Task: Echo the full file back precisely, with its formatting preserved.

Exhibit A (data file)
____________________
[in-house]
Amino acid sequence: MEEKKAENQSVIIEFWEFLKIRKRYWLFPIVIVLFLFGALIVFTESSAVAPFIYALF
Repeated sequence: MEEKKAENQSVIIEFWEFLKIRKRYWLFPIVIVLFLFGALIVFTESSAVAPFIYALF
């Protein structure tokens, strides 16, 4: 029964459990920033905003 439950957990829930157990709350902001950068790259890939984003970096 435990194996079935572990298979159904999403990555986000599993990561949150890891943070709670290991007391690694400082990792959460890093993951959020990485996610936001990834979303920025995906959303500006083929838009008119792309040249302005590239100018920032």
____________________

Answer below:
[in-house]
Amino acid sequence: MEEKKAENQSVIIEFWEFLKIRKRYWLFPIVIVLFLFGALIVFTESSAVAPFIYALF
Repeated sequence: MEEKKAENQSVIIEFWEFLKIRKRYWLFPIVIVLFLFGALIVFTESSAVAPFIYALF
């Protein structure tokens, strides 16, 4: 029964459990920033905003 439950957990829930157990709350902001950068790259890939984003970096 435990194996079935572990298979159904999403990555986000599993990561949150890891943070709670290991007391690694400082990792959460890093993951959020990485996610936001990834979303920025995906959303500006083929838009008119792309040249302005590239100018920032």